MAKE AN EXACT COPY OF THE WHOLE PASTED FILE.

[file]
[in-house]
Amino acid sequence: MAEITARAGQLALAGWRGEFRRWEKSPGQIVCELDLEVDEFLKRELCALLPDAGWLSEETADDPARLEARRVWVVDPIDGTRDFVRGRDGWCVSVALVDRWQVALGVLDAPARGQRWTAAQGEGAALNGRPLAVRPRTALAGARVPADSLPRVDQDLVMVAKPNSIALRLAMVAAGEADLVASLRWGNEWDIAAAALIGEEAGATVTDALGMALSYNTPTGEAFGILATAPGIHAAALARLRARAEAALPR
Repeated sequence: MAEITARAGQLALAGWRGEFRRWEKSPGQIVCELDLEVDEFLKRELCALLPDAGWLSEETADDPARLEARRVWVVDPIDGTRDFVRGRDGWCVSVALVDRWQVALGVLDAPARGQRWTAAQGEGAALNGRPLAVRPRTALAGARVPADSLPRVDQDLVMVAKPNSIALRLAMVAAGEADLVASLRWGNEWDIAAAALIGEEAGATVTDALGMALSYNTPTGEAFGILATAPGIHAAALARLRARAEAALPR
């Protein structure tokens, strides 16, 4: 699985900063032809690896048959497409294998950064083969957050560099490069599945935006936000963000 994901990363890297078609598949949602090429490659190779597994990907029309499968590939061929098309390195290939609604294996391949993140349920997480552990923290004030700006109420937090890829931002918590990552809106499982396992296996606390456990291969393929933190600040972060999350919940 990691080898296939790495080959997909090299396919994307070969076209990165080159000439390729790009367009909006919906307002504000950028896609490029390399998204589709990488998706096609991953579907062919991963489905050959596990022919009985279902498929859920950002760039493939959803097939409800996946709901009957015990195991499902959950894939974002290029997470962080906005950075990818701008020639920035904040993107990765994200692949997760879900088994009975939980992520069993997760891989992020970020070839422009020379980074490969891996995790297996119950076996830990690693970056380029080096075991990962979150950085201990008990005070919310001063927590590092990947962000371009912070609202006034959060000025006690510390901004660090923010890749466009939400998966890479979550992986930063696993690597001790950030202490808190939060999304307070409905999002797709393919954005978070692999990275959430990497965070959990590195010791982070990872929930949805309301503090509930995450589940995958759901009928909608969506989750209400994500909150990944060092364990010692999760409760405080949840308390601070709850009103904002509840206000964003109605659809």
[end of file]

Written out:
[in-house]
Amino acid sequence: MAEITARAGQLALAGWRGEFRRWEKSPGQIVCELDLEVDEFLKRELCALLPDAGWLSEETADDPARLEARRVWVVDPIDGTRDFVRGRDGWCVSVALVDRWQVALGVLDAPARGQRWTAAQGEGAALNGRPLAVRPRTALAGARVPADSLPRVDQDLVMVAKPNSIALRLAMVAAGEADLVASLRWGNEWDIAAAALIGEEAGATVTDALGMALSYNTPTGEAFGILATAPGIHAAALARLRARAEAALPR
Repeated sequence: MAEITARAGQLALAGWRGEFRRWEKSPGQIVCELDLEVDEFLKRELCALLPDAGWLSEETADDPARLEARRVWVVDPIDGTRDFVRGRDGWCVSVALVDRWQVALGVLDAPARGQRWTAAQGEGAALNGRPLAVRPRTALAGARVPADSLPRVDQDLVMVAKPNSIALRLAMVAAGEADLVASLRWGNEWDIAAAALIGEEAGATVTDALGMALSYNTPTGEAFGILATAPGIHAAALARLRARAEAALPR
């Protein structure tokens, strides 16, 4: 699985900063032809690896048959497409294998950064083969957050560099490069599945935006936000963000 994901990363890297078609598949949602090429490659190779597994990907029309499968590939061929098309390195290939609604294996391949993140349920997480552990923290004030700006109420937090890829931002918590990552809106499982396992296996606390456990291969393929933190600040972060999350919940 990691080898296939790495080959997909090299396919994307070969076209990165080159000439390729790009367009909006919906307002504000950028896609490029390399998204589709990488998706096609991953579907062919991963489905050959596990022919009985279902498929859920950002760039493939959803097939409800996946709901009957015990195991499902959950894939974002290029997470962080906005950075990818701008020639920035904040993107990765994200692949997760879900088994009975939980992520069993997760891989992020970020070839422009020379980074490969891996995790297996119950076996830990690693970056380029080096075991990962979150950085201990008990005070919310001063927590590092990947962000371009912070609202006034959060000025006690510390901004660090923010890749466009939400998966890479979550992986930063696993690597001790950030202490808190939060999304307070409905999002797709393919954005978070692999990275959430990497965070959990590195010791982070990872929930949805309301503090509930995450589940995958759901009928909608969506989750209400994500909150990944060092364990010692999760409760405080949840308390601070709850009103904002509840206000964003109605659809």